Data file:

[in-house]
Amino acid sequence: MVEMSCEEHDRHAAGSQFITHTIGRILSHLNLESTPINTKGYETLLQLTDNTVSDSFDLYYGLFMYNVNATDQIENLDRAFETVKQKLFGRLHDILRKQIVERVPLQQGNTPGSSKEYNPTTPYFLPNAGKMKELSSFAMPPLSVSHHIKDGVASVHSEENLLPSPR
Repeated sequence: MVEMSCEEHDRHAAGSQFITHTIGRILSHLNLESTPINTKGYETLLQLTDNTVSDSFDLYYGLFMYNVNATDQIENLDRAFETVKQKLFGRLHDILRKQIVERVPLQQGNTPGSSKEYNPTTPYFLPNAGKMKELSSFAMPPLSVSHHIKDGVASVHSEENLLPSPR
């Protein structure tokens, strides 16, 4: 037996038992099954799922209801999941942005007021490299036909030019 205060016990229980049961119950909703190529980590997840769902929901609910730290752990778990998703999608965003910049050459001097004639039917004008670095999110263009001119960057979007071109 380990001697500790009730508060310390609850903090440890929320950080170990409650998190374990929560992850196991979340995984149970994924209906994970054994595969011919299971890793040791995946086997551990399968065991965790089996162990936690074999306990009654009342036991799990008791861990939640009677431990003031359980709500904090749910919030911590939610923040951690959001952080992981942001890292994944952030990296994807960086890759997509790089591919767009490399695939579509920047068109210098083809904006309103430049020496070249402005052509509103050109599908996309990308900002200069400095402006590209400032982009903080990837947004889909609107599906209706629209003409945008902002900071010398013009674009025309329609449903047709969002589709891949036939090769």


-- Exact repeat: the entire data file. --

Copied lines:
[in-house]
Amino acid sequence: MVEMSCEEHDRHAAGSQFITHTIGRILSHLNLESTPINTKGYETLLQLTDNTVSDSFDLYYGLFMYNVNATDQIENLDRAFETVKQKLFGRLHDILRKQIVERVPLQQGNTPGSSKEYNPTTPYFLPNAGKMKELSSFAMPPLSVSHHIKDGVASVHSEENLLPSPR
Repeated sequence: MVEMSCEEHDRHAAGSQFITHTIGRILSHLNLESTPINTKGYETLLQLTDNTVSDSFDLYYGLFMYNVNATDQIENLDRAFETVKQKLFGRLHDILRKQIVERVPLQQGNTPGSSKEYNPTTPYFLPNAGKMKELSSFAMPPLSVSHHIKDGVASVHSEENLLPSPR
């Protein structure tokens, strides 16, 4: 037996038992099954799922209801999941942005007021490299036909030019 205060016990229980049961119950909703190529980590997840769902929901609910730290752990778990998703999608965003910049050459001097004639039917004008670095999110263009001119960057979007071109 380990001697500790009730508060310390609850903090440890929320950080170990409650998190374990929560992850196991979340995984149970994924209906994970054994595969011919299971890793040791995946086997551990399968065991965790089996162990936690074999306990009654009342036991799990008791861990939640009677431990003031359980709500904090749910919030911590939610923040951690959001952080992981942001890292994944952030990296994807960086890759997509790089591919767009490399695939579509920047068109210098083809904006309103430049020496070249402005052509509103050109599908996309990308900002200069400095402006590209400032982009903080990837947004889909609107599906209706629209003409945008902002900071010398013009674009025309329609449903047709969002589709891949036939090769």